Nathan: More training, less resting. I see a lot of lower belts come to class and sit out half of the sparring rounds. In my classes we do between five and eight rounds of sparring each class and I understand that it can be hard to make it through all of them but sitting on the wall doesn’t make your jiu-jitsu any better. The majority of time people sit on the wall it isn’t because they aren’t physically capable of going another round. It’s usually because they are either being lazy or are truly tired and afraid of not performing to their full potential. People are afraid of getting their guard passed by someone who usually can’t pass their guard or even worse, being submitted by someone they usually beat. But surviving these experiences make you better. People are also afraid of pushing their gas because it sucks, it’s painful and it can be tough. But getting exhausted isn’t going to kill you. It’s actually going to make you stronger. You only get so much time to train jiu-jitsu each week and you should try to utilize every second that you’re on the mat to make your jiu-jitsu better, and that means not sitting out during class. If you’re so exhausted you can’t spar hard, then do repetitions or practice the move your instructor showed you that day but don’t sit on the wall wasting your mat time.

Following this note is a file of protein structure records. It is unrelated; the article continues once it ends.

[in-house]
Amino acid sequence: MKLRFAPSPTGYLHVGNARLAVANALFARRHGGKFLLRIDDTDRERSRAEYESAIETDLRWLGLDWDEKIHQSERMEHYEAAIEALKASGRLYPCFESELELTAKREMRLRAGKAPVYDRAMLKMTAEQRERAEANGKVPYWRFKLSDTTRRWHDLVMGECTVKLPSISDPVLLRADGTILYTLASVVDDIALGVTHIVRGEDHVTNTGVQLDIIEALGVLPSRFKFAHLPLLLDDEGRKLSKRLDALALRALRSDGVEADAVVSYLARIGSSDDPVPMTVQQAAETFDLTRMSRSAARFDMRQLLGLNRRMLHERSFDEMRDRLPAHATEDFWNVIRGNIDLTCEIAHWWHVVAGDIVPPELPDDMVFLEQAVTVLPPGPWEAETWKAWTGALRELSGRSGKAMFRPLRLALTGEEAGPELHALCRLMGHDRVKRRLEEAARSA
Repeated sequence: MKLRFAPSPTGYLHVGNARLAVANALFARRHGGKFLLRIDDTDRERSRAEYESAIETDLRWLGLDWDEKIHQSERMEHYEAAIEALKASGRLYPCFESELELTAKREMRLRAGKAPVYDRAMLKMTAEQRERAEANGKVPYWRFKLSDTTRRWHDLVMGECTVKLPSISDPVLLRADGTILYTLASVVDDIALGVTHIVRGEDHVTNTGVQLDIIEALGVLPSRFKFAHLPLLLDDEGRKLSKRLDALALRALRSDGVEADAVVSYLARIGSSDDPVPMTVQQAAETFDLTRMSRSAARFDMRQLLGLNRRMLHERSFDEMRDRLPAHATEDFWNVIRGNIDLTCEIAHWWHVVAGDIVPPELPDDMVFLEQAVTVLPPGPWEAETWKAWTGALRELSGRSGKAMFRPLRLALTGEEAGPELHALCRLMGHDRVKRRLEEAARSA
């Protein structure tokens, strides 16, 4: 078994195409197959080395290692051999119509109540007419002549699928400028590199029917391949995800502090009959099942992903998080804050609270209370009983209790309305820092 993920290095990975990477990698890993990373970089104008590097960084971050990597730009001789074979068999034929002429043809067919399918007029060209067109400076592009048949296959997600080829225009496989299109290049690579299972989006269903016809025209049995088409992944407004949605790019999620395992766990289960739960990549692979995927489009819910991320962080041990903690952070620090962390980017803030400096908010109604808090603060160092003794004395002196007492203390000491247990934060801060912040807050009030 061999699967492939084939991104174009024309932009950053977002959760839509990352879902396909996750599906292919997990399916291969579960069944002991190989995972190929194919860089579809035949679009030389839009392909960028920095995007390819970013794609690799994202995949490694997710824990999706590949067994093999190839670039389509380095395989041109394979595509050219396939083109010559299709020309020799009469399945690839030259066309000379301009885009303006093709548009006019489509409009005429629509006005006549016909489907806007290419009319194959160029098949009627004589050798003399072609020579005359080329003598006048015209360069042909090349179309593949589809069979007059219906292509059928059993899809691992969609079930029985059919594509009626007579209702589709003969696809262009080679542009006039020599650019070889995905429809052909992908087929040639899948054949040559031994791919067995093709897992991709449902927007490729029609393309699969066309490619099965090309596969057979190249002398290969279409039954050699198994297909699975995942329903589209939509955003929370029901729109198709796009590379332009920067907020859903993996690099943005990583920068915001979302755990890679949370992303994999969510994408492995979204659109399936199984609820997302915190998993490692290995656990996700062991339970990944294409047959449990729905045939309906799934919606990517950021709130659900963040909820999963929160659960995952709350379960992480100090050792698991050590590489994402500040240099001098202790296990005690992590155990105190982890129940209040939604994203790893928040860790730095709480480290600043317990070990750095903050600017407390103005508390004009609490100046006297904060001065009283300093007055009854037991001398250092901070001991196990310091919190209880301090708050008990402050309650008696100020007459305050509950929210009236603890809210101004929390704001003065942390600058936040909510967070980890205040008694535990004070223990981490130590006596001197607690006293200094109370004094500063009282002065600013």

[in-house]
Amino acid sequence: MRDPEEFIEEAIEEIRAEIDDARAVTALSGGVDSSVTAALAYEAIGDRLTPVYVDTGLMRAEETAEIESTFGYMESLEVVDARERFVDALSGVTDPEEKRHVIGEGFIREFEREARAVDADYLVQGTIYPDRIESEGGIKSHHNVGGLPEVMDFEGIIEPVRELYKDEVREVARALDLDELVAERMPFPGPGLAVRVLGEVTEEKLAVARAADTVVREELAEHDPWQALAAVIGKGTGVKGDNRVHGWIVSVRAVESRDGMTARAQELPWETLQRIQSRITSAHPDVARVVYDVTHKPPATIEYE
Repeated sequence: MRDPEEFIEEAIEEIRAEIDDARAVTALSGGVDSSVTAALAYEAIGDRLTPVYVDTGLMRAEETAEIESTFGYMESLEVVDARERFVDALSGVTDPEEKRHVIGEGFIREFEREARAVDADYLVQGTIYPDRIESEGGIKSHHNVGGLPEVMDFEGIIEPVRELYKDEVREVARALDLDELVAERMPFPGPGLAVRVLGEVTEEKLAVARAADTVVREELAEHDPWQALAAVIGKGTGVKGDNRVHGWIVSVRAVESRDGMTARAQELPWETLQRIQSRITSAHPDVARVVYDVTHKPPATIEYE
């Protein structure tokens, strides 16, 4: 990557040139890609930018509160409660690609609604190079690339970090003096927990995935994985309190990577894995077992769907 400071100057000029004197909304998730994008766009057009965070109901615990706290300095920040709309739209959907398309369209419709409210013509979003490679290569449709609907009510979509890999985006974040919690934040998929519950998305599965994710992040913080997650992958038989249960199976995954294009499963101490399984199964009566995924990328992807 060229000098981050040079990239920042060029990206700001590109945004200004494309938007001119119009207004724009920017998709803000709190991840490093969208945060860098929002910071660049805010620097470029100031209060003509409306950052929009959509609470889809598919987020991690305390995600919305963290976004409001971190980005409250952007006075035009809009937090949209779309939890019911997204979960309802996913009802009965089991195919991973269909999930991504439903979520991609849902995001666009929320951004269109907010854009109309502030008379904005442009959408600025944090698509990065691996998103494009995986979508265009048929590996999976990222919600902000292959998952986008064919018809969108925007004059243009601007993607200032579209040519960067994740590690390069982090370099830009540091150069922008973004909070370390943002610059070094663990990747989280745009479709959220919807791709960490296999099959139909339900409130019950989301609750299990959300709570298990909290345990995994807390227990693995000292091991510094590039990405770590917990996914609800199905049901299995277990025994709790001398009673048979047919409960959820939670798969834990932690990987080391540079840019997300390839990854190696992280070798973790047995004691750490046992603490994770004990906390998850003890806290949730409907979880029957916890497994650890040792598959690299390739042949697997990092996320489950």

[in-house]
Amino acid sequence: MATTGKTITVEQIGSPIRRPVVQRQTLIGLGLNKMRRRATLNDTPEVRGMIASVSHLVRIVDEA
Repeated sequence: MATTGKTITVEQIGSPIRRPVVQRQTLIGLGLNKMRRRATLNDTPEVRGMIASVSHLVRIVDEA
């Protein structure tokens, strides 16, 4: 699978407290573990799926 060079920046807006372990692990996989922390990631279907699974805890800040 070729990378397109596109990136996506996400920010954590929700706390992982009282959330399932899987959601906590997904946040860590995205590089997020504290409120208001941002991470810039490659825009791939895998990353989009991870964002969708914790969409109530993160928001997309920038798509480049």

WBBJ: If you could go back in time and give White Belt YOU guidance, what advice would you give?